web md - 1 week ago
Pandemic Could Complicate Hurricane Season  - web md

Pandemic Could Complicate Hurricane Season

The average hurricane season has about 12 named storms, but up to 20 storms are being predicted this season, according to Marshall Shepherd, director of the Atmospheric Sciences Program at the University of Georgia.
web md - 1 week ago
New Study Shows Kids Are COVID Spreaders, Too  - web md

New Study Shows Kids Are COVID Spreaders, Too

Coronavirus testing performed in Chicago in March and April shows that children and teens tend to have as much virus in their nasal passages as adults, according to a research letter published online July 30 in JAMA Pediatrics.
web md - 1 week ago
One Disease Mosquitoes Don

One Disease Mosquitoes Don't Spread: Coronavirus

The researchers found that the new coronavirus can't replicate in three common species of mosquitoes -- Aedes aegypti, Aedes albopictus and Culex quinquefasciatus -- and therefore cannot be transmitted to humans.
web md - 1 week ago
Common Diabetes Meds Tied to Complication Risk  - web md

Common Diabetes Meds Tied to Complication Risk

People taking a class of diabetes medications called SGLT2s have up to three times the risk for a serious complication called diabetic ketoacidosis (DKA) compared to people taking another drug, new research reveals.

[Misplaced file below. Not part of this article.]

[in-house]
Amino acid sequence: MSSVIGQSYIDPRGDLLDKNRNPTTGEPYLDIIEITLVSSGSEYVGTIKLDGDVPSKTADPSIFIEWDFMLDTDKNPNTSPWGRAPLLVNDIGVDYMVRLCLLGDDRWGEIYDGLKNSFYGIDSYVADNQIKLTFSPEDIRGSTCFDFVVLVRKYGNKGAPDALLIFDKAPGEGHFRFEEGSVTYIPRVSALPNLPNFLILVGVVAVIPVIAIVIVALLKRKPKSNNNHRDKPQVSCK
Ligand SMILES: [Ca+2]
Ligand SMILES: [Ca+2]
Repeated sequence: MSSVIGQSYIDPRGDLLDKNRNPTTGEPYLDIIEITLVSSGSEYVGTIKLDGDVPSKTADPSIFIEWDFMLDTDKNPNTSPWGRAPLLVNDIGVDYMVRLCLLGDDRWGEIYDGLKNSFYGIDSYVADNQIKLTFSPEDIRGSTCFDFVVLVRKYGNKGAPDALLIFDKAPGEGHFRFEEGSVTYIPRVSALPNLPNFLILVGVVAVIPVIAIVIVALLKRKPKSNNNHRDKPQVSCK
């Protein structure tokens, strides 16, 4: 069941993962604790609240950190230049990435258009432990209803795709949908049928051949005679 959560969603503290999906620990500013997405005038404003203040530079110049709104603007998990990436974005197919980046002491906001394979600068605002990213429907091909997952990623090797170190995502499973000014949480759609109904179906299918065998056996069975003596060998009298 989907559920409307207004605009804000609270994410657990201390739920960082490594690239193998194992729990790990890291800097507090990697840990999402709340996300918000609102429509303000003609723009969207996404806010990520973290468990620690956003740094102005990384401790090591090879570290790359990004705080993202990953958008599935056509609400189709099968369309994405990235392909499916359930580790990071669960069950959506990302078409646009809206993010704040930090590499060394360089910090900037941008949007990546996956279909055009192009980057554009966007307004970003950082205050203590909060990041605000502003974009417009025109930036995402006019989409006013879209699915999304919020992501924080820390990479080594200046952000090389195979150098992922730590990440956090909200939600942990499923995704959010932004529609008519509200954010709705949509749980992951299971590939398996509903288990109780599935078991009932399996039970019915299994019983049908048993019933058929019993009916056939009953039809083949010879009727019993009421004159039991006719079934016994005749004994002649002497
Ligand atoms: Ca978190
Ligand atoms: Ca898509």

web md - 1 week ago
Yet Another Study Finds Vaccines Are Safe  - web md

Yet Another Study Finds Vaccines Are Safe

Vaccine hesitancy among Americans has been highlighted as a potential problem in the nation's response to the COVID-19 pandemic, with some experts concerned that too many folks simply won't get a coronavirus vaccine even if one proves safe and effective.
web md - 1 week ago
Concussion Ups Odds for Many Brain Conditions  - web md

Concussion Ups Odds for Many Brain Conditions

The study of more than 186,000 Canadians found that those who suffered a concussion were more likely to develop any of several conditions, including: attention-deficit/hyperactivity disorder (ADHD); depression or anxiety; Parkinson's disease; or dementia.
web md - 1 week ago
Survivors

Survivors' COVID Antibodies May Be a Powerful Gift

These antibodies are among the most potent against the SARS-CoV-2 virus, and could be produced by drug companies in large quantities, according to a team from Columbia University Irving Medical Center.
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WebMD Poll: Most Would Wait on COVID Vaccine  - web md

WebMD Poll: Most Would Wait on COVID Vaccine

Fewer than half of people plan to get a coronavirus vaccine in the first year it’s available, and an even smaller group -- fewer than a third -- say they’ll get it in the first 90 days, a new WebMD reader poll finds.